Buyer: What else you got?

Seller:  Berettas, Smith & Wesson, I got all them guns.  You know anyone else that wants a gun, send them to me and I give you a discount on your next purchase!

I used to know people in Santa Cruz that sold stolen firearms.  They were selling for less than retail in 1983-84.  $350.00 I think was the price for stolen glock at that time, because they were popular at that time.   $100 to $300 for other handguns.  One to two hours to get one, vs 2 weeks to buy one legally.  No background check. 

I think I already addressed the stop and check for firearms in an different post.  A violation of the Fourth Amendment against illegal search and seizure.   There is a requirement that a crime has been committed or about to be committed before police do a stop and search.

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Nothing will happen Mitch will kill it they are terrified of the nra right now it’s polling 90% for background checks and red flag confiscateion if the republicans won’t help stop the slaughter they will get voted out

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Posted (edited)
2 minutes ago, Tug said:

Nothing will happen Mitch will kill it they are terrified of the nra right now it’s polling 90% for background checks and red flag confiscateion if the republicans won’t help stop the slaughter they will get voted out

Why don't the democrat mayors of the four cities that has 25% of all the gun crime in the United States do something to stop the slaughter in their cities?   

Those four cities also has  the most restrictive firearms ownership laws in the United States, yet still has the 1/4 of all gun crimes.  

Edited by radiochaser

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Off-topic posts and replies removed.  

 

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7 minutes ago, radiochaser said:

Why don't the democrat mayors of the four cities that has 25% of all the gun crime in the United States do something to stop the slaughter in their cities?   

Those four cities also has  the most restrictive firearms ownership laws in the United States, yet still has the 1/4 of all gun crimes.  

Ever heard of crossing a city line? 

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9 minutes ago, Jingthing said:

Ever heard of crossing a city line? 

Could you be more verbose in making your point?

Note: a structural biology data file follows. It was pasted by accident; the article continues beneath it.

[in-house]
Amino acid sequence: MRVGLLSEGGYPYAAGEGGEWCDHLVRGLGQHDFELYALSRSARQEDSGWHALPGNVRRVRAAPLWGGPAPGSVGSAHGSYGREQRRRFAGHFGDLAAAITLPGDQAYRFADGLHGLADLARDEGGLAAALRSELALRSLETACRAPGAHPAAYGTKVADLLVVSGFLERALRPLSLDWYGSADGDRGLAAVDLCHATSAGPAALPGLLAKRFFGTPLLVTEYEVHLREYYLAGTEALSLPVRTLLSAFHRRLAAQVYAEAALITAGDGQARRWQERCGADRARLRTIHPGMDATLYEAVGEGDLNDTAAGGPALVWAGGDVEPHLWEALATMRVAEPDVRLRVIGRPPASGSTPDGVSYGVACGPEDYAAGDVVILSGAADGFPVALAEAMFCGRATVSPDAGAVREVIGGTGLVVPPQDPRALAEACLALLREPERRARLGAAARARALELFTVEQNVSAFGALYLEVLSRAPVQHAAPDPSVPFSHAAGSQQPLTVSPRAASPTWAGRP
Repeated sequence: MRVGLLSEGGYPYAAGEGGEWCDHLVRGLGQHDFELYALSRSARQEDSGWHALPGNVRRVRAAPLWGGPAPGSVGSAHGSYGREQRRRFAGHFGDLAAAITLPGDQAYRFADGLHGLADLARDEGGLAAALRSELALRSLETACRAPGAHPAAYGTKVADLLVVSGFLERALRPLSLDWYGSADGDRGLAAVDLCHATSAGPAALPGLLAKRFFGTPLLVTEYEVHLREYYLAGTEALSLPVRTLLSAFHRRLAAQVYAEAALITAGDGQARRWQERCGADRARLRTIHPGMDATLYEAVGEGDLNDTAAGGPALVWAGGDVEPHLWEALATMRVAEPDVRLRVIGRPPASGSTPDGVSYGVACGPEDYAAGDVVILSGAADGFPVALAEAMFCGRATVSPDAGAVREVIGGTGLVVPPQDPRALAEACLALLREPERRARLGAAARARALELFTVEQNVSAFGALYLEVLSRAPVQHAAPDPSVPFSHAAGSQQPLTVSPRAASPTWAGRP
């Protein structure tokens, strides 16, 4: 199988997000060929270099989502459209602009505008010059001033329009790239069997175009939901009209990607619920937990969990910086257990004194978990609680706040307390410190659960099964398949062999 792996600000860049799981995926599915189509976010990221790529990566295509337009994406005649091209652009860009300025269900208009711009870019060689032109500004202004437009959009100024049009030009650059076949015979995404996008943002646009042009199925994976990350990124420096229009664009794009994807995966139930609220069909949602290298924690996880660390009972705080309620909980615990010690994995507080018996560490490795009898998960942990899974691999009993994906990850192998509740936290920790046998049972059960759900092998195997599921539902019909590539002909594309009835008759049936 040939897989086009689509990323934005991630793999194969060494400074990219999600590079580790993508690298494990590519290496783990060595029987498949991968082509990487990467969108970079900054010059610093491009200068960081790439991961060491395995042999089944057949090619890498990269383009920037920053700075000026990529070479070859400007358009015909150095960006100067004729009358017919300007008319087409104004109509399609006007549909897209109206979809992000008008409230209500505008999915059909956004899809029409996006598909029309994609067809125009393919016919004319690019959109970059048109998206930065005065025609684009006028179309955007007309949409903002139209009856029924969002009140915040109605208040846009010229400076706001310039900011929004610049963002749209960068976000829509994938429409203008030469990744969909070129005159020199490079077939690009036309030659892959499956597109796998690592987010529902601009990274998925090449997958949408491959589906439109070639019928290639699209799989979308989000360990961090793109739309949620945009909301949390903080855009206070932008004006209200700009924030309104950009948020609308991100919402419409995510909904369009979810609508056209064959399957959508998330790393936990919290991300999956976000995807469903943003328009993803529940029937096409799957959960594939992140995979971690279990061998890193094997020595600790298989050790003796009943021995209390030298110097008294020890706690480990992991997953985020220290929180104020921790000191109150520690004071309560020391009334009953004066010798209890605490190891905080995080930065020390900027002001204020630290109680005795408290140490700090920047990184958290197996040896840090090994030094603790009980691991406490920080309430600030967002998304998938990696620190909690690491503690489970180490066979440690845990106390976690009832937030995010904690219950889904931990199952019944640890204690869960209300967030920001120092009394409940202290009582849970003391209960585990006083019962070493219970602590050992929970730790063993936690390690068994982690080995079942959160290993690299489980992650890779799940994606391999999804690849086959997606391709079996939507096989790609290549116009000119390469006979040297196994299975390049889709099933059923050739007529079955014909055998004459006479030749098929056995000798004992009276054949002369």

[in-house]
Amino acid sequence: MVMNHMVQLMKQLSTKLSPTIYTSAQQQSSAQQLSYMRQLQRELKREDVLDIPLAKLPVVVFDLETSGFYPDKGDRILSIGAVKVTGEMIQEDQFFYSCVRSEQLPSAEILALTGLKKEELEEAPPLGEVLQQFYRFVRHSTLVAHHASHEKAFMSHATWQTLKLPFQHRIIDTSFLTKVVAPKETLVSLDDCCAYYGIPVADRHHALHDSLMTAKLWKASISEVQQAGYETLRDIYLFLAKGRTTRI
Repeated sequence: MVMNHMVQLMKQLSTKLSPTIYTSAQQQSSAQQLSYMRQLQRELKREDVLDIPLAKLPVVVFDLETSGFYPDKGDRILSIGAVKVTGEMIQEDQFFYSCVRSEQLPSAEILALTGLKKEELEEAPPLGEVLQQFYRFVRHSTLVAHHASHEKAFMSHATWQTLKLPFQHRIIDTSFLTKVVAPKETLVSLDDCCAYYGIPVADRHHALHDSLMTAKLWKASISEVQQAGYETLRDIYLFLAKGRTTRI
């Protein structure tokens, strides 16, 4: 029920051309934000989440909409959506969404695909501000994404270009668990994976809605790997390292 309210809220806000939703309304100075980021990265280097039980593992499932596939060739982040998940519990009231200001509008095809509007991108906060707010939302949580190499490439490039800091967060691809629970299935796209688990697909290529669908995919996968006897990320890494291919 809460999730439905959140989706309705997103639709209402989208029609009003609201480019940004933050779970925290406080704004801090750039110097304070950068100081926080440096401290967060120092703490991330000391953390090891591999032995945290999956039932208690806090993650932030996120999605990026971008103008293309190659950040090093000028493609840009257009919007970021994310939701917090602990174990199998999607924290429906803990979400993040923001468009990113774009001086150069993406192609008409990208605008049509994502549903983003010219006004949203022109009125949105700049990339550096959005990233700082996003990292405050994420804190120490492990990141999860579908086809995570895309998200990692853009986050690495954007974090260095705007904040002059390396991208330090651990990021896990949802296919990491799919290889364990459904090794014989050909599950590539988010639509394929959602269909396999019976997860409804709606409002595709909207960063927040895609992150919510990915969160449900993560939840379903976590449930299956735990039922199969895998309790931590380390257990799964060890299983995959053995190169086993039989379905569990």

I do not understand what you mean by your comment.  

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12 minutes ago, radiochaser said:

Could you be more verbose in making your point?

I do not understand what you mean by your comment.  

It’s the easy availablity of the assault style of long gun I could easily be more verbose but I’m not taking the bait

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Just now, Tug said:

It’s the easy availablity of the assault style of long gun I could easily be more verbose but I’m not taking the bait

I also don't know what you mean by "taking the bait".  I still do not understand what you meant by crossing city lines reference means.    
A firearm purchase of any kind is first regulated by Federal Law, when purchased legally in the United States and then has some additional regulatory laws in some states, or in some states, has all the same restrictions and requirements that Federal Law has (seems they just copy and paste Federal Law into their books).  Unless you are under a certain age, 18 (?), then you are not allowed to purchase pistols or pistol ammunition. 

You are not allowed, by law, to take some firearms, legally owned in some states into others, due to restrictive or prohibitive laws in that other state, unless you comply with Federal Law that allows you to transit through a state with your firearm, but not stay longer than the time it takes you to transit said state. 

This also applies to ammunition in some cases, e.g.  Pennsylvania allows the ownership and possession and use of hollow point pistol ammunition.  New Jersey does not (I may or may not be wrong about NJ and hollow points). 

You can fly into New York City airport and depart the airport enroute to your destination, with firearms that are prohibited or requires licensing by New York City, when that firearm is in checked baggage and you do not have access to the baggage, thus your firearm.  But you may not break your transit and stay overnight in New York City with your checked baggage in your possession.  Otherwise you can be arrested and charged with illegal possession of a firearm.